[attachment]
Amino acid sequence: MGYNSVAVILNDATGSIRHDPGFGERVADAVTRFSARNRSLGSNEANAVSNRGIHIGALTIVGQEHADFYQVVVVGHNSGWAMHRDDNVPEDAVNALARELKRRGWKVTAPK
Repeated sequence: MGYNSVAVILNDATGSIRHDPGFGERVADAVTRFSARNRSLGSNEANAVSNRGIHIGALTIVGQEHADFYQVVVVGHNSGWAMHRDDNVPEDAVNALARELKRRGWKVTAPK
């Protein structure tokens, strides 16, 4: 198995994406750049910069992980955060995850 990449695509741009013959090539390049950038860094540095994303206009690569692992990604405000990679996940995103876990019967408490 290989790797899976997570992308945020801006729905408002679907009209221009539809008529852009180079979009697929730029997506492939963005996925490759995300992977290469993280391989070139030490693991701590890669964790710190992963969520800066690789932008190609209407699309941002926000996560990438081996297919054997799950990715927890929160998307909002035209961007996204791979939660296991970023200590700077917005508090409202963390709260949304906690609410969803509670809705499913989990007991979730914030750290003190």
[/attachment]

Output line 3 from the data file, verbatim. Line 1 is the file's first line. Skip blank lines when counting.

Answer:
């Protein structure tokens, strides 16, 4: 198995994406750049910069992980955060995850 990449695509741009013959090539390049950038860094540095994303206009690569692992990604405000990679996940995103876990019967408490 290989790797899976997570992308945020801006729905408002679907009209221009539809008529852009180079979009697929730029997506492939963005996925490759995300992977290469993280391989070139030490693991701590890669964790710190992963969520800066690789932008190609209407699309941002926000996560990438081996297919054997799950990715927890929160998307909002035209961007996204791979939660296991970023200590700077917005508090409202963390709260949304906690609410969803509670809705499913989990007991979730914030750290003190």